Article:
On This Day – 29 December 1844 The birth of William Martin Murphy



They were sometimes, for geographical reasons, known as the ‘Bantry band’. But their, often belligerent, Roman Catholic pietism also earned them the nickname ‘The Pope’s Brass Band’. Their leader may have been Timothy Healy, MP, but William Martin Murphy, entrepreneur, builder, railway-man, Member of Parliament, publisher, strikebreaker, and zealot, was one of the most influential forces within this group of Irish nationalist politicians who came from this beautiful part of west Cork.

Although Murphy inherited some wealth, and a viable building business, from his father, he quickly struck out on his own, and transformed a small fortune into a much larger one.  He turned up in some unexpected places early in his career. While he was known for having made large sums of money building railway lines in Africa, he was also on hand in Milltown Malbay, in January 1885, when Charles Stewart Parnell turned the first sod on the project that became the Ennis and West Clare Railway. Three years after breaking the resolve of the workers of the city of Dublin, he became president of the recently established Rathmines and Rathgar Musical Society. He was succeeded in this office by, in turn, his son and daughter.

His ownership of the Dublin United Tramways Company, and his leadership of the Dublin employers in their successful fight against James Larkin and the Irish Transport and General Workers’ Union, renders Murphy infamous, or celebrated, to this day. By locking out workers who refused to sign a pledge not to join Larkin’s union Murphy, in effect, starved them—and their families—into submission.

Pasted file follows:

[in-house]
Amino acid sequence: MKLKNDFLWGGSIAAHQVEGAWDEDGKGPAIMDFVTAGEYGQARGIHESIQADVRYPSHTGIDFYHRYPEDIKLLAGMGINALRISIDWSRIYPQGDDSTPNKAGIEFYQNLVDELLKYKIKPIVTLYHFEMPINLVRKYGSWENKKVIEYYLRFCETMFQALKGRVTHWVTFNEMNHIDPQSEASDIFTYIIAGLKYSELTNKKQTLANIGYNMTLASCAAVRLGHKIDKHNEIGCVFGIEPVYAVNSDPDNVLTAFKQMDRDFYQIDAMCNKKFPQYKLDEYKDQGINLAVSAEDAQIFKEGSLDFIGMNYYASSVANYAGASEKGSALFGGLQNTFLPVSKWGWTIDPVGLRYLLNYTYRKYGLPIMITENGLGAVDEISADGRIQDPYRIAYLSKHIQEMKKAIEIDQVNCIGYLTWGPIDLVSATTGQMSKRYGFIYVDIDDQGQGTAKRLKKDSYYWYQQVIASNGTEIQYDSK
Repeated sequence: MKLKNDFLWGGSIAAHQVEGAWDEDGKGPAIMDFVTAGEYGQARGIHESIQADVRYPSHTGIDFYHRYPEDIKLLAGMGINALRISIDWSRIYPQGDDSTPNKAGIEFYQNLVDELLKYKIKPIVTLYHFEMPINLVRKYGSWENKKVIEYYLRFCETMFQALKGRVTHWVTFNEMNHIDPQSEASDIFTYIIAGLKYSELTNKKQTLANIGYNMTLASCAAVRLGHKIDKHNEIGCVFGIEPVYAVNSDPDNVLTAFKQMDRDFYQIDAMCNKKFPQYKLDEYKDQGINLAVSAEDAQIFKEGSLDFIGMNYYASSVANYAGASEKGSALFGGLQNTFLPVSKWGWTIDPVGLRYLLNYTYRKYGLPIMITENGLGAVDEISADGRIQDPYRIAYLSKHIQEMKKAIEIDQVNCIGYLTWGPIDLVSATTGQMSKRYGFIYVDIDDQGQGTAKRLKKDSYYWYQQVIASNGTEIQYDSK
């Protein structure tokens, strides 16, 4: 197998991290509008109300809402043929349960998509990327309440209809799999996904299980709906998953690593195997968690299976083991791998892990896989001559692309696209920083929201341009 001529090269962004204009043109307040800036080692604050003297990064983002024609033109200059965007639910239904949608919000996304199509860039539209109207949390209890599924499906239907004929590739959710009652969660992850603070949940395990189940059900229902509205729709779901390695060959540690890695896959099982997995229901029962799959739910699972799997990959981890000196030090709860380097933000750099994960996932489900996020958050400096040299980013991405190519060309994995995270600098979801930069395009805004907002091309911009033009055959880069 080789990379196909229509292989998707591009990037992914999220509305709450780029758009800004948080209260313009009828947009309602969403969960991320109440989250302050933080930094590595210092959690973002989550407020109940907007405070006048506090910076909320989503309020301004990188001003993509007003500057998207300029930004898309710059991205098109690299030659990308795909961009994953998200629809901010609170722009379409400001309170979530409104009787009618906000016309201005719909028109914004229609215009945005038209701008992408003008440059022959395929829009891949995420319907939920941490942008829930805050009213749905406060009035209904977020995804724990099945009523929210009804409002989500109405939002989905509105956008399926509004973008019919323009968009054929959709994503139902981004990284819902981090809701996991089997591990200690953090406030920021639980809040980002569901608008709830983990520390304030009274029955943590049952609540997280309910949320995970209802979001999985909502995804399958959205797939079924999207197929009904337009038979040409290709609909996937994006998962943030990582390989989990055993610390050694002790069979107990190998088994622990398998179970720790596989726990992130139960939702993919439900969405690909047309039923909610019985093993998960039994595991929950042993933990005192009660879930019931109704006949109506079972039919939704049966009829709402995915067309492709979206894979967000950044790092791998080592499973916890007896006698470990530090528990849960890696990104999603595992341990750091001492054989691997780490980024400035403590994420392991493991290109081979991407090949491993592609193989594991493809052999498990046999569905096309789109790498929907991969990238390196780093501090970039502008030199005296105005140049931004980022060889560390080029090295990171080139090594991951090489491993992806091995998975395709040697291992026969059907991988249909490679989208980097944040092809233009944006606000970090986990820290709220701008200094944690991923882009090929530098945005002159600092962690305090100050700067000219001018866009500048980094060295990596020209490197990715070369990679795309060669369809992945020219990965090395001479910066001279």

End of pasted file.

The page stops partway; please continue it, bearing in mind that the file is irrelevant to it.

But of almost comparable significance was his involvement in the newspaper business. This began long before his ownership of the Irish Independent newspaper. In 1891, in the midst of the major political rift caused by the O’Shea divorce, Dublin members of the Parnellite faction took over the offices of the Irish Parliamentary Party newspaper, United Ireland. They ejected of its acting editor, Matthias McDonnell Bodkin, from the premises, offering him the alternative of walking out unscathed, or to take his chances being tossed out the window. The anti-Parnellite faction, which included Murphy, needed a propaganda outlet to match United Ireland. Murphy’s money funded the short-lived National Press, although his name does not appear on the list of those who subscribed to the shareholding that established it.

The National Press was little more than a vehicle for the anti-Parnellite rhetoric and vitriol of Parnell’s greatest antagonist within his own party, Timothy Healy MP.  The newspaper was responsible for a series of controversial editorials. The first of these was entitled ‘Stop Thief’. In this Parnell was accused of the embezzlement of National League funds. The party leader, it was claimed, had, for a number of years, ‘been stealing the money entrusted to his charge’. [their italics] Parnell’s unwillingness to sue the newspaper for libel was exploited in further editorials as the week went on. Emboldened by the non-appearance of a writ, on 2 June the Press reminded its readers that: